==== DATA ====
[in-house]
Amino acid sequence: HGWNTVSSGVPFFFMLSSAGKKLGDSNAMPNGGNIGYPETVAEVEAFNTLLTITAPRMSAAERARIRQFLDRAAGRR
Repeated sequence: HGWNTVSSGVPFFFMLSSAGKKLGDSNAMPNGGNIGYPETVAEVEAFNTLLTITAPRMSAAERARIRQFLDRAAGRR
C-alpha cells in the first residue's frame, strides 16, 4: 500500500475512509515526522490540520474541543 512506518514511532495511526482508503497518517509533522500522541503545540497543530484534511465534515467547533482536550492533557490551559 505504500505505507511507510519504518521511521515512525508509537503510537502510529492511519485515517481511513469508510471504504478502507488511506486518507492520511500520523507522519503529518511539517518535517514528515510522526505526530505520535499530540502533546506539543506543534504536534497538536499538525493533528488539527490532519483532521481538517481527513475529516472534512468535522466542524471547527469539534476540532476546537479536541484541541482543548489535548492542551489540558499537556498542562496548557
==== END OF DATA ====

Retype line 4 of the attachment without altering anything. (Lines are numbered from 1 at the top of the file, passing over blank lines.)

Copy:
C-alpha cells in the first residue's frame, strides 16, 4: 500500500475512509515526522490540520474541543 512506518514511532495511526482508503497518517509533522500522541503545540497543530484534511465534515467547533482536550492533557490551559 505504500505505507511507510519504518521511521515512525508509537503510537502510529492511519485515517481511513469508510471504504478502507488511506486518507492520511500520523507522519503529518511539517518535517514528515510522526505526530505520535499530540502533546506539543506543534504536534497538536499538525493533528488539527490532519483532521481538517481527513475529516472534512468535522466542524471547527469539534476540532476546537479536541484541541482543548489535548492542551489540558499537556498542562496548557